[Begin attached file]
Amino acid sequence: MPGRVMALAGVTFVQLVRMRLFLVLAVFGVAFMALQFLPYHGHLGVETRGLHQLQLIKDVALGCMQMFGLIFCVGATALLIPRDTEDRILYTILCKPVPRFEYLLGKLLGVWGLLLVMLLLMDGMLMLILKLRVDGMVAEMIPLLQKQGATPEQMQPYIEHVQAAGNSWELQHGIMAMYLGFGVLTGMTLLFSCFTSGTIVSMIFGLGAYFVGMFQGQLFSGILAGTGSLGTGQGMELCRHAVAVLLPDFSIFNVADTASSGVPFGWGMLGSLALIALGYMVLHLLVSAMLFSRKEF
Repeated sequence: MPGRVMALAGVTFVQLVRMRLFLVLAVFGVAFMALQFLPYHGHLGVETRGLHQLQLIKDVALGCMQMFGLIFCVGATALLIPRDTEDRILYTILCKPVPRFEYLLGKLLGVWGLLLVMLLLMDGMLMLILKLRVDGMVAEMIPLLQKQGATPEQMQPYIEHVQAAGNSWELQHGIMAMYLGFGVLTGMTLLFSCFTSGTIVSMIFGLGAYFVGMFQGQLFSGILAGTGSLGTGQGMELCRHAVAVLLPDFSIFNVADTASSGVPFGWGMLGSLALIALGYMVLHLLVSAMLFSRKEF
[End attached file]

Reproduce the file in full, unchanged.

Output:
Amino acid sequence: MPGRVMALAGVTFVQLVRMRLFLVLAVFGVAFMALQFLPYHGHLGVETRGLHQLQLIKDVALGCMQMFGLIFCVGATALLIPRDTEDRILYTILCKPVPRFEYLLGKLLGVWGLLLVMLLLMDGMLMLILKLRVDGMVAEMIPLLQKQGATPEQMQPYIEHVQAAGNSWELQHGIMAMYLGFGVLTGMTLLFSCFTSGTIVSMIFGLGAYFVGMFQGQLFSGILAGTGSLGTGQGMELCRHAVAVLLPDFSIFNVADTASSGVPFGWGMLGSLALIALGYMVLHLLVSAMLFSRKEF
Repeated sequence: MPGRVMALAGVTFVQLVRMRLFLVLAVFGVAFMALQFLPYHGHLGVETRGLHQLQLIKDVALGCMQMFGLIFCVGATALLIPRDTEDRILYTILCKPVPRFEYLLGKLLGVWGLLLVMLLLMDGMLMLILKLRVDGMVAEMIPLLQKQGATPEQMQPYIEHVQAAGNSWELQHGIMAMYLGFGVLTGMTLLFSCFTSGTIVSMIFGLGAYFVGMFQGQLFSGILAGTGSLGTGQGMELCRHAVAVLLPDFSIFNVADTASSGVPFGWGMLGSLALIALGYMVLHLLVSAMLFSRKEF